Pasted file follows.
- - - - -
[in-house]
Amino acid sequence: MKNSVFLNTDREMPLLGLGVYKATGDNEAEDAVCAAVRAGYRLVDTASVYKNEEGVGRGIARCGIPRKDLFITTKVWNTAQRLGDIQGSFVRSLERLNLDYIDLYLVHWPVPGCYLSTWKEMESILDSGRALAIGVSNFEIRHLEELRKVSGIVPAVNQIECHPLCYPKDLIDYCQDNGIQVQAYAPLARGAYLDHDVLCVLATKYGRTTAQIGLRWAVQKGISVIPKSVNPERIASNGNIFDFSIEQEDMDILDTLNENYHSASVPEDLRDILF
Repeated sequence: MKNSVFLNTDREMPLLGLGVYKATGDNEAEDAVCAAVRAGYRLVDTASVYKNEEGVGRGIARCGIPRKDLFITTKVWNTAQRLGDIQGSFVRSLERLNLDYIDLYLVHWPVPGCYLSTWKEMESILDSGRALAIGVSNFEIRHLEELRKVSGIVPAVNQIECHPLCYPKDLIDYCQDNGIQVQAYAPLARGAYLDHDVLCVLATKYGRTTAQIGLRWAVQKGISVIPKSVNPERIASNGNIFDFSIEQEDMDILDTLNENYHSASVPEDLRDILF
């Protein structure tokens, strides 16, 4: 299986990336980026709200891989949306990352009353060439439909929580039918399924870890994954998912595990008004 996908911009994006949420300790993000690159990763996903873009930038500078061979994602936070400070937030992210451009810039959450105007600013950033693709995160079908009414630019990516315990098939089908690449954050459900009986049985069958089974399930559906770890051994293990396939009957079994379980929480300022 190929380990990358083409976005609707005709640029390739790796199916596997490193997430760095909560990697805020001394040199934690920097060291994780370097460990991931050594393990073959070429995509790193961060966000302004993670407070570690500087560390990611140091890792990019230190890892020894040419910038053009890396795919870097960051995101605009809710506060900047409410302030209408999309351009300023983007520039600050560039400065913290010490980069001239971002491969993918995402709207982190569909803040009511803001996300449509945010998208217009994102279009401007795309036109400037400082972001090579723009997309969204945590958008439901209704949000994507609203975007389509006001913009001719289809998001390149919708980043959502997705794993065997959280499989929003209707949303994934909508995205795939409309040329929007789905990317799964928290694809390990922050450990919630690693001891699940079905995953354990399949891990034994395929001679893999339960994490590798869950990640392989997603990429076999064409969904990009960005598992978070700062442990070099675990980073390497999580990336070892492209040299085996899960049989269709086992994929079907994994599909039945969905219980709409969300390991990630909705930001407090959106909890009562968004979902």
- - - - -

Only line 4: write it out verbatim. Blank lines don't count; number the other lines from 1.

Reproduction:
């Protein structure tokens, strides 16, 4: 299986990336980026709200891989949306990352009353060439439909929580039918399924870890994954998912595990008004 996908911009994006949420300790993000690159990763996903873009930038500078061979994602936070400070937030992210451009810039959450105007600013950033693709995160079908009414630019990516315990098939089908690449954050459900009986049985069958089974399930559906770890051994293990396939009957079994379980929480300022 190929380990990358083409976005609707005709640029390739790796199916596997490193997430760095909560990697805020001394040199934690920097060291994780370097460990991931050594393990073959070429995509790193961060966000302004993670407070570690500087560390990611140091890792990019230190890892020894040419910038053009890396795919870097960051995101605009809710506060900047409410302030209408999309351009300023983007520039600050560039400065913290010490980069001239971002491969993918995402709207982190569909803040009511803001996300449509945010998208217009994102279009401007795309036109400037400082972001090579723009997309969204945590958008439901209704949000994507609203975007389509006001913009001719289809998001390149919708980043959502997705794993065997959280499989929003209707949303994934909508995205795939409309040329929007789905990317799964928290694809390990922050450990919630690693001891699940079905995953354990399949891990034994395929001679893999339960994490590798869950990640392989997603990429076999064409969904990009960005598992978070700062442990070099675990980073390497999580990336070892492209040299085996899960049989269709086992994929079907994994599909039945969905219980709409969300390991990630909705930001407090959106909890009562968004979902």